3. Discussion
In news writing, journalists choose sources based on their access and availability and based on their ability to contribute legitimacy and authority to their narratives. By directly quoting sources, journalists ground their narratives in evidentiary testimony, and add variety to their stories. In addition, direct quotations tend to confer authority on quoted speakers and tend to increase reader acceptance of and agreement with discourse represented within direct quotes. For this reason, participants first leverage their political, economic, and social prominence in order to be chosen as a news source and then benefit from the authority and reader acceptance conferred by having their discourse reproduced verbatim in a newspaper account. For these reasons, totaling his or her direct quotations offer one way of measuring the prominence of a participant as he or she is presented in coverage. The results of the study show that Mayor Rudolph Giuliani achieves unique prominence as a participant in the coverage of the Brooklyn Museum controversy. In addition, the study reveals that Giuliani’s leading quotations tend to qualify as controversial, striking, and emphatic especially in comparison to those of other speakers.

4. Conclusion
Many studies of controversy begin with the assumption that it is a dialectical encounter. In conceptualizing controversy this way, they bring a dyadic model of participation to bear on their investigation of cases. That is, they discover that controversy presents an issue with two opposing positions, parties, and/or participants. This is realized through three major strategies that are commonly adopted by controversy analysts: issue-based encampment, participant selection based on entitlement & social primacy, and/or participant selection based on evidence of direct exchange. What all of them have in common is that they use the dialectical encounter as a model and often as a framework for evaluation, and that they background their method of participant selection. This means that analysts must make a number of assumptions about what counts as the issue, or the ‘controversy’s demand’ as Dascal puts it, and who counts as a participant.
Rather than abstract from the media sources from which many analysts find their raw material for analysis, I have foregrounded media texts in order to discover who counts as a participant in the eyes of journalists who covered the Brooklyn Museum controversy. By asking the question about participation in this way, I have aimed to avoid analyst presumptions about the number, kind, or prominence of participants.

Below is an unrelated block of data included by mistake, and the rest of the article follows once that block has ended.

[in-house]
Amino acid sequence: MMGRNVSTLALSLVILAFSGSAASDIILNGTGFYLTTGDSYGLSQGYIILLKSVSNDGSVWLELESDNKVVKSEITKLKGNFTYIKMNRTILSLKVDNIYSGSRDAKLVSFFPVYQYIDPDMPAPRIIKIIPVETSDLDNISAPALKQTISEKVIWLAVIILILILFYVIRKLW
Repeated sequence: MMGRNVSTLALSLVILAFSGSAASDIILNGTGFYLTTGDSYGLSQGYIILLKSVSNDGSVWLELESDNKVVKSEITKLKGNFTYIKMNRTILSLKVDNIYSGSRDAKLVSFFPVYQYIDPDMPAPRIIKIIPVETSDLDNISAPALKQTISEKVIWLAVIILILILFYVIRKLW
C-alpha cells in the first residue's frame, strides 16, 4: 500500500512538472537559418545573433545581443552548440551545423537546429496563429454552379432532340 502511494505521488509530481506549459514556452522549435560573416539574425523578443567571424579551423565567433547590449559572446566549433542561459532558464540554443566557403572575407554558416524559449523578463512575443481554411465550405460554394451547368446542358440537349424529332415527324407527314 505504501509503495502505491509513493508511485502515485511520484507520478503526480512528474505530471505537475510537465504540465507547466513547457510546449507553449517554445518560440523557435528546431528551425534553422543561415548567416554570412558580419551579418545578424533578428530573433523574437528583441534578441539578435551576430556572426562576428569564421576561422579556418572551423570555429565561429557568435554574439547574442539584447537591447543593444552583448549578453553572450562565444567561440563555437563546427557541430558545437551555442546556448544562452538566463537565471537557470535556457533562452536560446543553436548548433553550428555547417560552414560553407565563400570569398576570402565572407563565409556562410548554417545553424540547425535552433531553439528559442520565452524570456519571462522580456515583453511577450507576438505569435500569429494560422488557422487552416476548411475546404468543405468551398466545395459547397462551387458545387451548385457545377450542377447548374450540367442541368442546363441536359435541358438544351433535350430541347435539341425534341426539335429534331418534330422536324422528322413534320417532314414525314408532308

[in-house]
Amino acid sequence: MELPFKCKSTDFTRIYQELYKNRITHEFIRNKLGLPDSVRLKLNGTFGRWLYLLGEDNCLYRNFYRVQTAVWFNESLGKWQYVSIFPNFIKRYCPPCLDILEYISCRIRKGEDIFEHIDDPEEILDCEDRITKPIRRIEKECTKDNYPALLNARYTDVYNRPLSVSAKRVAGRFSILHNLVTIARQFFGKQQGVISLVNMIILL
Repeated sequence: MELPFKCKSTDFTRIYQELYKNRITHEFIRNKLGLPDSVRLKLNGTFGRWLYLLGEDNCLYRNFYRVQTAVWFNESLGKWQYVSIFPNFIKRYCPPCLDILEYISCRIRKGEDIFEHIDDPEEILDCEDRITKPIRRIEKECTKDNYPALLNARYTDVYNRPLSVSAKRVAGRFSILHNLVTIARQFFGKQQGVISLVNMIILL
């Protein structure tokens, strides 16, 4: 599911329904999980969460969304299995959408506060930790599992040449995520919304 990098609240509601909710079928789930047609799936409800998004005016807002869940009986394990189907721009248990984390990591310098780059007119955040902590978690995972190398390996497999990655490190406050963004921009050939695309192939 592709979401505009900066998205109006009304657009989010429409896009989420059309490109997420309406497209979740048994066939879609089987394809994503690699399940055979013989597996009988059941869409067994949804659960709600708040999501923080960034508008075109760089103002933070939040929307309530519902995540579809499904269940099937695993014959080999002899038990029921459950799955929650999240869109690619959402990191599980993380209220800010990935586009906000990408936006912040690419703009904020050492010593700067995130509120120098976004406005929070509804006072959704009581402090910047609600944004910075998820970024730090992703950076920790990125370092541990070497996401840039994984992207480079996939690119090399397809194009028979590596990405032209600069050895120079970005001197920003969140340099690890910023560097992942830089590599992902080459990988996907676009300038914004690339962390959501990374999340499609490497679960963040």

Discovering how journalists map the field of participants in a particular case cannot solve the controversy participation problem in any complete way. However, it does offer one way to account for participation empirically, where the alternatives seem to be to ignore the problem or to abstract from received accounts of the event. If researchers remain committed to analyzing controversy as a juvenile or failed dialectical exchange, then participation is unlikely to present itself as a problem. However, if we see controversy as an ill-defined discursive conflict embedded in a variegated institutional, historical, social, and textual environment, participation emerges as an important empirical question.

Barry, D. (1999, 9- 25). Political memo; on display at city hall, 2 catholics, 2 views. The New York Times, p. 1; Column 2; Metropolitan Desk.
Bumiller, E. (2001, 2- 16). Affronted by nude ‘last supper’, Giuliani calls for decency panel. The New York Times, p. Column 5; Metropolitan Desk; p. 1.
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Haberman, M. & D. Barrett (1999, 10- 9). Rudy shouts it out with radio caller over museum flap. The New York Post, p. 004.
Knight, R. M. (2003). A journalistic approach to good writing: The craft of clarity (2nd ed.). Ames, Iowa: Iowa State Press.
McGill, L. T. (1999). Brooklyn museum art controversy survey, 1999. Storrs, Connecticut: Center for Survey Research and Analysis, University of Connecticut.
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Niebuhr, G. (1999, 10-3). Anger over work evokes anti-catholic shadow, and mary’s power as icon. The New York Times, p. 48; Column 41; Metropolitan Desk.
Olson, K. M., & G.T. Goodnight (1994). Entanglements of consumption, cruelty, privacy, and fashion: The social controversy over fur. The quarterly journal of speech, 80,3, 249-276.
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Siegal, A. M., & W.G. Connolly (1999). The New York Times manual of style and usage (Rev. and expanded ed.). New York: Times Books.